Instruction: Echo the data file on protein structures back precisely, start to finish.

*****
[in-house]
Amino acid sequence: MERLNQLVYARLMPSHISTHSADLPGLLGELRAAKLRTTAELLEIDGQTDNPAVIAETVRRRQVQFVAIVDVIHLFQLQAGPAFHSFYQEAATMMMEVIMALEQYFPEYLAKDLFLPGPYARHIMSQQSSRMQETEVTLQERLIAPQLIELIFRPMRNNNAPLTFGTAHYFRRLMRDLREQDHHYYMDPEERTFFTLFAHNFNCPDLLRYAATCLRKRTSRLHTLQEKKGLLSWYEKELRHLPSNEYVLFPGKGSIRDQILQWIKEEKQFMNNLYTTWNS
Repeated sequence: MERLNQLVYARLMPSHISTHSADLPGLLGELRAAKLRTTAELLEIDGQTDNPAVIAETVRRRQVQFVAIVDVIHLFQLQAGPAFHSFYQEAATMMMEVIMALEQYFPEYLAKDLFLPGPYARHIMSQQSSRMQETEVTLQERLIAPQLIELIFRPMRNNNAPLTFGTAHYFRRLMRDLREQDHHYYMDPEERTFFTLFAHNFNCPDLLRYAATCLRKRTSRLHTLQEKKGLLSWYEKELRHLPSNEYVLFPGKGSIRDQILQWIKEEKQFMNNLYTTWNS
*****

[in-house]
Amino acid sequence: MERLNQLVYARLMPSHISTHSADLPGLLGELRAAKLRTTAELLEIDGQTDNPAVIAETVRRRQVQFVAIVDVIHLFQLQAGPAFHSFYQEAATMMMEVIMALEQYFPEYLAKDLFLPGPYARHIMSQQSSRMQETEVTLQERLIAPQLIELIFRPMRNNNAPLTFGTAHYFRRLMRDLREQDHHYYMDPEERTFFTLFAHNFNCPDLLRYAATCLRKRTSRLHTLQEKKGLLSWYEKELRHLPSNEYVLFPGKGSIRDQILQWIKEEKQFMNNLYTTWNS
Repeated sequence: MERLNQLVYARLMPSHISTHSADLPGLLGELRAAKLRTTAELLEIDGQTDNPAVIAETVRRRQVQFVAIVDVIHLFQLQAGPAFHSFYQEAATMMMEVIMALEQYFPEYLAKDLFLPGPYARHIMSQQSSRMQETEVTLQERLIAPQLIELIFRPMRNNNAPLTFGTAHYFRRLMRDLREQDHHYYMDPEERTFFTLFAHNFNCPDLLRYAATCLRKRTSRLHTLQEKKGLLSWYEKELRHLPSNEYVLFPGKGSIRDQILQWIKEEKQFMNNLYTTWNS